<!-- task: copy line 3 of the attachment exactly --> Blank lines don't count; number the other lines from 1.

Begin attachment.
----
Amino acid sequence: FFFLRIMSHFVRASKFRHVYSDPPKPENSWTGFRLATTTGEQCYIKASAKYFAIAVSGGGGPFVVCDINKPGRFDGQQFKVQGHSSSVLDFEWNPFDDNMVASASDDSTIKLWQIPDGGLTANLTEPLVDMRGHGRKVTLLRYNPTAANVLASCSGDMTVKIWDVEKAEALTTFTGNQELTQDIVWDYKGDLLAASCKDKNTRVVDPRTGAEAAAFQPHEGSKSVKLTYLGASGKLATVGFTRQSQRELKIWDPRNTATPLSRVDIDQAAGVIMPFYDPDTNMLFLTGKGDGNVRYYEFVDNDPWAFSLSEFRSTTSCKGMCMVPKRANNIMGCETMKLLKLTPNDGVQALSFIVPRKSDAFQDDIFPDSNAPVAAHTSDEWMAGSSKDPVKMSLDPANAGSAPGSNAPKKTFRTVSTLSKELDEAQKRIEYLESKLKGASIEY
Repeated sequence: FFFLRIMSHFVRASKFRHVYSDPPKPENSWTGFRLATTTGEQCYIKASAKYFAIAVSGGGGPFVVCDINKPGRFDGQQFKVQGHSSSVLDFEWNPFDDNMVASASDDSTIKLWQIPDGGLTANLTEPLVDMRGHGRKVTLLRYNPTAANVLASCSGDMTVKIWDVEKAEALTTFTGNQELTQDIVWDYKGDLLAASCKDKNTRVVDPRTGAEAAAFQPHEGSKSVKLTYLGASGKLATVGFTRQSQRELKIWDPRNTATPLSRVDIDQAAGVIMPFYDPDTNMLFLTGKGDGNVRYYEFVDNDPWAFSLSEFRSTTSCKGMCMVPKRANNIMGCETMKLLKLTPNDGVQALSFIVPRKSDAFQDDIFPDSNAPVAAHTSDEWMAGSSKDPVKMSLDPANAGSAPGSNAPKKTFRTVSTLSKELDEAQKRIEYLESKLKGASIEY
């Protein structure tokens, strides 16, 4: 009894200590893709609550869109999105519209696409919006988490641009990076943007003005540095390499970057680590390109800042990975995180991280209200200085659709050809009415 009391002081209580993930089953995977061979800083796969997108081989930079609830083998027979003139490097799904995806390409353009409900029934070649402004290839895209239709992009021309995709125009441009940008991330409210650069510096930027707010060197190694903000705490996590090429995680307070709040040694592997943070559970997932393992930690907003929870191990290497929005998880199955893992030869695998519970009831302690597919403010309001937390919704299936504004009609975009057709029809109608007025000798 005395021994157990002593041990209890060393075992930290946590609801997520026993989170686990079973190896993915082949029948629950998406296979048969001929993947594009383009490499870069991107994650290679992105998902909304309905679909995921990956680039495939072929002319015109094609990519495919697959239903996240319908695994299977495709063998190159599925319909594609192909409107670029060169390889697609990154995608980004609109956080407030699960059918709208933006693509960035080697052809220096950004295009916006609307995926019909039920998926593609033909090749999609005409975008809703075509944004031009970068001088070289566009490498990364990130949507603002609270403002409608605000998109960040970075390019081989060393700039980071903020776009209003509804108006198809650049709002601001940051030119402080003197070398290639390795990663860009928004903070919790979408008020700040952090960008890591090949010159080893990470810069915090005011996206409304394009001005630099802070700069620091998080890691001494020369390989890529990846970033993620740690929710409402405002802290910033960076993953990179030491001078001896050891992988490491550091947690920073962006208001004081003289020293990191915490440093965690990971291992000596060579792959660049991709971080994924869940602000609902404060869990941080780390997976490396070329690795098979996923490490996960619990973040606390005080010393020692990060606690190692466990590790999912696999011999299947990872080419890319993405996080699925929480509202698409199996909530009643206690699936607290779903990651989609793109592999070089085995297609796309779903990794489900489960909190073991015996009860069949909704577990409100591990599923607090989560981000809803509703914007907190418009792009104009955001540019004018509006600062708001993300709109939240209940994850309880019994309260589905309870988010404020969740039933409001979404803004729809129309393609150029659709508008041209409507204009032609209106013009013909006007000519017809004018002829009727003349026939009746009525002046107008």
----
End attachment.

């Protein structure tokens, strides 16, 4: 009894200590893709609550869109999105519209696409919006988490641009990076943007003005540095390499970057680590390109800042990975995180991280209200200085659709050809009415 009391002081209580993930089953995977061979800083796969997108081989930079609830083998027979003139490097799904995806390409353009409900029934070649402004290839895209239709992009021309995709125009441009940008991330409210650069510096930027707010060197190694903000705490996590090429995680307070709040040694592997943070559970997932393992930690907003929870191990290497929005998880199955893992030869695998519970009831302690597919403010309001937390919704299936504004009609975009057709029809109608007025000798 005395021994157990002593041990209890060393075992930290946590609801997520026993989170686990079973190896993915082949029948629950998406296979048969001929993947594009383009490499870069991107994650290679992105998902909304309905679909995921990956680039495939072929002319015109094609990519495919697959239903996240319908695994299977495709063998190159599925319909594609192909409107670029060169390889697609990154995608980004609109956080407030699960059918709208933006693509960035080697052809220096950004295009916006609307995926019909039920998926593609033909090749999609005409975008809703075509944004031009970068001088070289566009490498990364990130949507603002609270403002409608605000998109960040970075390019081989060393700039980071903020776009209003509804108006198809650049709002601001940051030119402080003197070398290639390795990663860009928004903070919790979408008020700040952090960008890591090949010159080893990470810069915090005011996206409304394009001005630099802070700069620091998080890691001494020369390989890529990846970033993620740690929710409402405002802290910033960076993953990179030491001078001896050891992988490491550091947690920073962006208001004081003289020293990191915490440093965690990971291992000596060579792959660049991709971080994924869940602000609902404060869990941080780390997976490396070329690795098979996923490490996960619990973040606390005080010393020692990060606690190692466990590790999912696999011999299947990872080419890319993405996080699925929480509202698409199996909530009643206690699936607290779903990651989609793109592999070089085995297609796309779903990794489900489960909190073991015996009860069949909704577990409100591990599923607090989560981000809803509703914007907190418009792009104009955001540019004018509006600062708001993300709109939240209940994850309880019994309260589905309870988010404020969740039933409001979404803004729809129309393609150029659709508008041209409507204009032609209106013009013909006007000519017809004018002829009727003349026939009746009525002046107008």